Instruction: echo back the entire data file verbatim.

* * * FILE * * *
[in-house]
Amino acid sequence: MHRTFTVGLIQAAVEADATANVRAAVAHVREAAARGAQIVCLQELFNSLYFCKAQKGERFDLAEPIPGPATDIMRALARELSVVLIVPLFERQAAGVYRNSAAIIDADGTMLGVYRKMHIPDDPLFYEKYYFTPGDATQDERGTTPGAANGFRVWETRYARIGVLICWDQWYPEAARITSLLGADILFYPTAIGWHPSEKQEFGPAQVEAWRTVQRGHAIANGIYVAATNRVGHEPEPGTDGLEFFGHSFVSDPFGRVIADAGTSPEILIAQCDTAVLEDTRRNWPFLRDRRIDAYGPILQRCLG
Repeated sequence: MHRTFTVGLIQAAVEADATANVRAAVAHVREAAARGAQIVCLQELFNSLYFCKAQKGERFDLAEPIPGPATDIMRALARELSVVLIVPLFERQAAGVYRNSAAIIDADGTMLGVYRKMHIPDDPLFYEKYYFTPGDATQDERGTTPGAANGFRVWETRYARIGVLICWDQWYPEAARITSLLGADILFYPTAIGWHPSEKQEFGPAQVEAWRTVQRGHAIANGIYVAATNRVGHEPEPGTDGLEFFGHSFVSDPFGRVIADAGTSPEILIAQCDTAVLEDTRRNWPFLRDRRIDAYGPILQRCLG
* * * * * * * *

[in-house]
Amino acid sequence: MHRTFTVGLIQAAVEADATANVRAAVAHVREAAARGAQIVCLQELFNSLYFCKAQKGERFDLAEPIPGPATDIMRALARELSVVLIVPLFERQAAGVYRNSAAIIDADGTMLGVYRKMHIPDDPLFYEKYYFTPGDATQDERGTTPGAANGFRVWETRYARIGVLICWDQWYPEAARITSLLGADILFYPTAIGWHPSEKQEFGPAQVEAWRTVQRGHAIANGIYVAATNRVGHEPEPGTDGLEFFGHSFVSDPFGRVIADAGTSPEILIAQCDTAVLEDTRRNWPFLRDRRIDAYGPILQRCLG
Repeated sequence: MHRTFTVGLIQAAVEADATANVRAAVAHVREAAARGAQIVCLQELFNSLYFCKAQKGERFDLAEPIPGPATDIMRALARELSVVLIVPLFERQAAGVYRNSAAIIDADGTMLGVYRKMHIPDDPLFYEKYYFTPGDATQDERGTTPGAANGFRVWETRYARIGVLICWDQWYPEAARITSLLGADILFYPTAIGWHPSEKQEFGPAQVEAWRTVQRGHAIANGIYVAATNRVGHEPEPGTDGLEFFGHSFVSDPFGRVIADAGTSPEILIAQCDTAVLEDTRRNWPFLRDRRIDAYGPILQRCLG